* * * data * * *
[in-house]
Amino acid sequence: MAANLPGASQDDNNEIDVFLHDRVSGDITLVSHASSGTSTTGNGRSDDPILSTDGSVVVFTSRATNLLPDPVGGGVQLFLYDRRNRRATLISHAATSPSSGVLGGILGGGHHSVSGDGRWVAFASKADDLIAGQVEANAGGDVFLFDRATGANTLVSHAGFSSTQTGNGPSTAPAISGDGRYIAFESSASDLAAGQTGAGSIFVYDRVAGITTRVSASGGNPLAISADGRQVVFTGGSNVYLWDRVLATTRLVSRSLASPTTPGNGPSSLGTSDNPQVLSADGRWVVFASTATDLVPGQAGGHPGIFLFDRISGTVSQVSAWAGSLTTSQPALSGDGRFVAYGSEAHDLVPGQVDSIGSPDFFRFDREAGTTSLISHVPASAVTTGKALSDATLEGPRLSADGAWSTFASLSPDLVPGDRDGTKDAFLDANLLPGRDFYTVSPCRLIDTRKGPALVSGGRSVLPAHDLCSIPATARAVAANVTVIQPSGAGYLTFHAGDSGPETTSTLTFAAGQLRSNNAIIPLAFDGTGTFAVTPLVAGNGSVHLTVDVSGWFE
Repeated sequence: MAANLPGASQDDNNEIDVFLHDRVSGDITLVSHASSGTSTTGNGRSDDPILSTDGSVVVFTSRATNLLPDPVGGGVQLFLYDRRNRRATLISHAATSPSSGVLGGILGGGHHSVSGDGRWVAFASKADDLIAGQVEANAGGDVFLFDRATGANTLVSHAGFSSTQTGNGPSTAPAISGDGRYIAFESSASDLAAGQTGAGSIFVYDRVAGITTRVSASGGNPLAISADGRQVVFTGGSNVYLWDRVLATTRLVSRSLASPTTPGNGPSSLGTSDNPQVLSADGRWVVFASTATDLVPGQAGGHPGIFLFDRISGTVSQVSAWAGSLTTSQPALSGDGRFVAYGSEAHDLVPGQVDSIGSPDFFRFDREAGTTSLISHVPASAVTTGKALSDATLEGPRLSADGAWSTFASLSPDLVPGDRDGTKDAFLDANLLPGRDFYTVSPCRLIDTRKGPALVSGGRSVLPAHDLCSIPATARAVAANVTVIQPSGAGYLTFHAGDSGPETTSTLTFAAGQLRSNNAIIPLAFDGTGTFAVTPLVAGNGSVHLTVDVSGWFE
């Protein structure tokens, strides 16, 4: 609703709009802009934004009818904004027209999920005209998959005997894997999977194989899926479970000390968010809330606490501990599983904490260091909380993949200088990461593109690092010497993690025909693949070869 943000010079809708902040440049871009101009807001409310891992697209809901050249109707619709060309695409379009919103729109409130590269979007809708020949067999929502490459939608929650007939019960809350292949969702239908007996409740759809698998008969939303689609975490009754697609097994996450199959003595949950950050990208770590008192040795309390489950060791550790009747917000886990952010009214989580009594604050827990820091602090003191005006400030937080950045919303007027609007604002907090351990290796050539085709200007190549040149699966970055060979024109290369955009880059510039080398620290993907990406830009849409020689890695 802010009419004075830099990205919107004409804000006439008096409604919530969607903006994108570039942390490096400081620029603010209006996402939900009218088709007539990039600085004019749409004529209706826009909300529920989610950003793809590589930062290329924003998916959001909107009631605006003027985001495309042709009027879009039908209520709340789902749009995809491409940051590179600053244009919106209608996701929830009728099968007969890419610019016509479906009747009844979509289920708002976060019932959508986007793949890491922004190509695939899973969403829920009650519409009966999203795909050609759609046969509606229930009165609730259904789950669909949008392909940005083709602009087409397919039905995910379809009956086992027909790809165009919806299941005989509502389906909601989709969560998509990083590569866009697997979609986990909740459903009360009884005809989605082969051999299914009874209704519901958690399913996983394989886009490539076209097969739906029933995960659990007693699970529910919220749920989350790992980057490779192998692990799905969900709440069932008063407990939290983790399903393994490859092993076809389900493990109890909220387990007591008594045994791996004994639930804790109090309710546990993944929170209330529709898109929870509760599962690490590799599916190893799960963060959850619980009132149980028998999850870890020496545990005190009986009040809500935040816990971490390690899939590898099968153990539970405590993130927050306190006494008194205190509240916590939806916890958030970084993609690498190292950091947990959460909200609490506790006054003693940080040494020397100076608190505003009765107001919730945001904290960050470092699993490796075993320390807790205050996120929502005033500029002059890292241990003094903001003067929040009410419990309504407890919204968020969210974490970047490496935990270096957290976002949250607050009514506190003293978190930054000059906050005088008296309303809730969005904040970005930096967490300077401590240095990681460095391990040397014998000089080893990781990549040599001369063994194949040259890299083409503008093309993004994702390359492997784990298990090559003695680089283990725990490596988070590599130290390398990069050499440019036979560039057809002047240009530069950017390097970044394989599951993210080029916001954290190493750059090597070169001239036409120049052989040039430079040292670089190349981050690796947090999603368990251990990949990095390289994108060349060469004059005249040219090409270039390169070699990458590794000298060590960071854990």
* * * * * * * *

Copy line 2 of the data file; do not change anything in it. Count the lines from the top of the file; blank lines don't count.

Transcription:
Amino acid sequence: MAANLPGASQDDNNEIDVFLHDRVSGDITLVSHASSGTSTTGNGRSDDPILSTDGSVVVFTSRATNLLPDPVGGGVQLFLYDRRNRRATLISHAATSPSSGVLGGILGGGHHSVSGDGRWVAFASKADDLIAGQVEANAGGDVFLFDRATGANTLVSHAGFSSTQTGNGPSTAPAISGDGRYIAFESSASDLAAGQTGAGSIFVYDRVAGITTRVSASGGNPLAISADGRQVVFTGGSNVYLWDRVLATTRLVSRSLASPTTPGNGPSSLGTSDNPQVLSADGRWVVFASTATDLVPGQAGGHPGIFLFDRISGTVSQVSAWAGSLTTSQPALSGDGRFVAYGSEAHDLVPGQVDSIGSPDFFRFDREAGTTSLISHVPASAVTTGKALSDATLEGPRLSADGAWSTFASLSPDLVPGDRDGTKDAFLDANLLPGRDFYTVSPCRLIDTRKGPALVSGGRSVLPAHDLCSIPATARAVAANVTVIQPSGAGYLTFHAGDSGPETTSTLTFAAGQLRSNNAIIPLAFDGTGTFAVTPLVAGNGSVHLTVDVSGWFE